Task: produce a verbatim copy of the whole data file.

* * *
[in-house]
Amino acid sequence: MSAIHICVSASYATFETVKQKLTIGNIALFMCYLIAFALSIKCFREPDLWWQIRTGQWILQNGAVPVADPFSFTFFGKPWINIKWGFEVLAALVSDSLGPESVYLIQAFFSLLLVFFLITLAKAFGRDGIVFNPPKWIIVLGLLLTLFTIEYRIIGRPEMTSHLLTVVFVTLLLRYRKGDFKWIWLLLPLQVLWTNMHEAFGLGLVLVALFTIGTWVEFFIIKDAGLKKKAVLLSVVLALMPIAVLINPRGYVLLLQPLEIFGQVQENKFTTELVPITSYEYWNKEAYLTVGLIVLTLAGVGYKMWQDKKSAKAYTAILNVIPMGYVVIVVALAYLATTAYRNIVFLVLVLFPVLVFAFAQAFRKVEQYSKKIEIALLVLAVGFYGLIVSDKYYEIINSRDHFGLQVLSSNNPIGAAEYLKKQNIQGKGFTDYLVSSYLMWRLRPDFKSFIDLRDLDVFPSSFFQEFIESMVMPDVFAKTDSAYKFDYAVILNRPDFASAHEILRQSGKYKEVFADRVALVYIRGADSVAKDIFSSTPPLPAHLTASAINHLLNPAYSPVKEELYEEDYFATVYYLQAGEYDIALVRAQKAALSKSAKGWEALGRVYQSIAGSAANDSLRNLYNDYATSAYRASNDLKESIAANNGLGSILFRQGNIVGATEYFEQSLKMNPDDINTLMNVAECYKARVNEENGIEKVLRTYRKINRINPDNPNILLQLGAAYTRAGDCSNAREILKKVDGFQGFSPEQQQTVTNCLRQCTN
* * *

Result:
[in-house]
Amino acid sequence: MSAIHICVSASYATFETVKQKLTIGNIALFMCYLIAFALSIKCFREPDLWWQIRTGQWILQNGAVPVADPFSFTFFGKPWINIKWGFEVLAALVSDSLGPESVYLIQAFFSLLLVFFLITLAKAFGRDGIVFNPPKWIIVLGLLLTLFTIEYRIIGRPEMTSHLLTVVFVTLLLRYRKGDFKWIWLLLPLQVLWTNMHEAFGLGLVLVALFTIGTWVEFFIIKDAGLKKKAVLLSVVLALMPIAVLINPRGYVLLLQPLEIFGQVQENKFTTELVPITSYEYWNKEAYLTVGLIVLTLAGVGYKMWQDKKSAKAYTAILNVIPMGYVVIVVALAYLATTAYRNIVFLVLVLFPVLVFAFAQAFRKVEQYSKKIEIALLVLAVGFYGLIVSDKYYEIINSRDHFGLQVLSSNNPIGAAEYLKKQNIQGKGFTDYLVSSYLMWRLRPDFKSFIDLRDLDVFPSSFFQEFIESMVMPDVFAKTDSAYKFDYAVILNRPDFASAHEILRQSGKYKEVFADRVALVYIRGADSVAKDIFSSTPPLPAHLTASAINHLLNPAYSPVKEELYEEDYFATVYYLQAGEYDIALVRAQKAALSKSAKGWEALGRVYQSIAGSAANDSLRNLYNDYATSAYRASNDLKESIAANNGLGSILFRQGNIVGATEYFEQSLKMNPDDINTLMNVAECYKARVNEENGIEKVLRTYRKINRINPDNPNILLQLGAAYTRAGDCSNAREILKKVDGFQGFSPEQQQTVTNCLRQCTN